26 January 2012

The Barn-Find Mystique: Hagerty's top five forgotten treasures

Barn find stories — those tales of long-forgotten automotive treasures discovered tucked away in original condition and obtained at bargain prices — have long excited anyone who has four-wheeled dreams. The mystique of the unknown and the thrill of discovery are an intoxicating combination. Here are five of our favorites.

Portuguese Barn Find

You may have heard a version of this story a couple of years ago that went like this: An American couple bought a house in Portuguese wine country. On the property was a large, locked building. Upon entering the building, the couple discovered hundreds of classic cars in varying states of repair. German journalist Wolfgang Blaube set out to learn more about the legend. He travelled to Portugal in 2009 with his camera, and here's the real story: There was in fact a large building filled with hundreds of classic cars, but the owner was a Portuguese collector who had amassed his collection in the 1970s after the Carnation Revolution. Many Portuguese collectors were stashing their cars in Spain, or letting them go for bargain prices. In a labor of love for old cars, Antonio Ferreira de Almeida seized every opportunity offered — cars from every manufacturer, every country and year made, and in every condition. By the end of the 1970s and before he was 30 years old, António owned some 100 cars, and by the mid-1980s he had more than 300. When his buying binge ebbed around 1996, almost 400 old cars were in his possession, around a quarter of those in good or excellent condition.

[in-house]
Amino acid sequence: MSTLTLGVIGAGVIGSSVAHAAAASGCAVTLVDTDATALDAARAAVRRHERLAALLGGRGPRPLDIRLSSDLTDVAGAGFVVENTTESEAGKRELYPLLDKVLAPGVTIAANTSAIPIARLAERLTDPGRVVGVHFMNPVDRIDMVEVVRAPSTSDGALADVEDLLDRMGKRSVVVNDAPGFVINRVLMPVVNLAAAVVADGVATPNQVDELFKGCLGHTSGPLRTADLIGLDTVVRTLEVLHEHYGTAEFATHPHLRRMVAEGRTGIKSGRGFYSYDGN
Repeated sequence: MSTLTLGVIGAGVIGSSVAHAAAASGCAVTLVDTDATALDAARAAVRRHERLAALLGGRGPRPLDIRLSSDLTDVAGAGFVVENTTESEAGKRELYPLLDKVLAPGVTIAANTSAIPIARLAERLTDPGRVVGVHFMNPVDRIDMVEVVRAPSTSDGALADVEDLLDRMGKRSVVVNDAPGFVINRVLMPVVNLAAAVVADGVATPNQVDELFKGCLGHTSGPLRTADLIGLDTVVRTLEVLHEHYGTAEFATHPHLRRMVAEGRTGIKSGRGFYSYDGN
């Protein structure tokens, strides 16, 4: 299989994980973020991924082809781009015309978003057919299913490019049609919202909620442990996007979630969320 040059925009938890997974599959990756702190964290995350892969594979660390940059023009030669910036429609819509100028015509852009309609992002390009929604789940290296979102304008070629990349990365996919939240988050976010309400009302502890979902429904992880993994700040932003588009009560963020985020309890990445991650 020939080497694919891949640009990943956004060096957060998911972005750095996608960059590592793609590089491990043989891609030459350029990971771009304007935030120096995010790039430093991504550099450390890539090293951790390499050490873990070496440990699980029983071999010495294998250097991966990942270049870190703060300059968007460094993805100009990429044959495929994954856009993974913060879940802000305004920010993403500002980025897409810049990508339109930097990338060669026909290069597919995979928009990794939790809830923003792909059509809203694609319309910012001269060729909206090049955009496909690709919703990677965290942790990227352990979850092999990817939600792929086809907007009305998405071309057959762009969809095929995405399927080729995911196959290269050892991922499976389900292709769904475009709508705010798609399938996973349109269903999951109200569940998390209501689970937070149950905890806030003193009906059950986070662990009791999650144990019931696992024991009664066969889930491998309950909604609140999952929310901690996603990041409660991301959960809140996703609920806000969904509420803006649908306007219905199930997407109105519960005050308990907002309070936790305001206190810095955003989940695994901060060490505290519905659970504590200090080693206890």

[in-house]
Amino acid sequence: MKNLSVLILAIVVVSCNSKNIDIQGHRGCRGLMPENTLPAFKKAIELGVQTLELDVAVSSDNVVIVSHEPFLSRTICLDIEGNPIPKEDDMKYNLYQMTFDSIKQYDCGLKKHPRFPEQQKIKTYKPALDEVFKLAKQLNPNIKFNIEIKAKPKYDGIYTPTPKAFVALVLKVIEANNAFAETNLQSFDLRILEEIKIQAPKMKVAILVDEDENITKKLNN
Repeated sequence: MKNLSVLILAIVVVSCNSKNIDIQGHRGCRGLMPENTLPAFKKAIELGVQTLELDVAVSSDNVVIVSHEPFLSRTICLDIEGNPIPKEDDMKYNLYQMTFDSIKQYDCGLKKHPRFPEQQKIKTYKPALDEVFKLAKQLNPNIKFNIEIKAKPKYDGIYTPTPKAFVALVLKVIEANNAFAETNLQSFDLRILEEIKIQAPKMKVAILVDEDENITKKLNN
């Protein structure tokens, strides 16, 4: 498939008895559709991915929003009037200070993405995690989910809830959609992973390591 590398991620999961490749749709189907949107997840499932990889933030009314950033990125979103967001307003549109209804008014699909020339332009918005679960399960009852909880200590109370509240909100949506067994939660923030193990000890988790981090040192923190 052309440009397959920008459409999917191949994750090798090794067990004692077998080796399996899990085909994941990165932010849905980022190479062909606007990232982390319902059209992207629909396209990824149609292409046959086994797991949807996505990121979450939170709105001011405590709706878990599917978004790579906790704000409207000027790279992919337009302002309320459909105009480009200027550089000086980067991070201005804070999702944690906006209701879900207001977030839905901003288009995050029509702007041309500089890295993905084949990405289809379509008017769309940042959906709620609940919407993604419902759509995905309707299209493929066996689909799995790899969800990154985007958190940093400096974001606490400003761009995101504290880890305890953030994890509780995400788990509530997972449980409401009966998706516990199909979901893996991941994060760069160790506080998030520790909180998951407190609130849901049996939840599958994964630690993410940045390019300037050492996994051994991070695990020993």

Jay Leno’s 1931 Duesenberg Model J

Rumors led television personality and noted car collector Jay Leno to a 1931 Duesenberg Model J, which had become something of an urban legend among car enthusiasts. The sedan — the only Model J with a town car body by F.R. Wood and Sons of New York — was built for a department store owner, who locked it away in a parking garage off Park Avenue in New York City in 1931, possibly in fear of seeming a bit too flamboyant for the times. The owner’s son removed it briefly in the 1950s to get it running again, then returned it to the garage, where it fell into disrepair. When Leno learned the car would be available for sale, he purchased it and turned it over to Duesenberg expert Randy Ema, who completed a comprehensive restoration.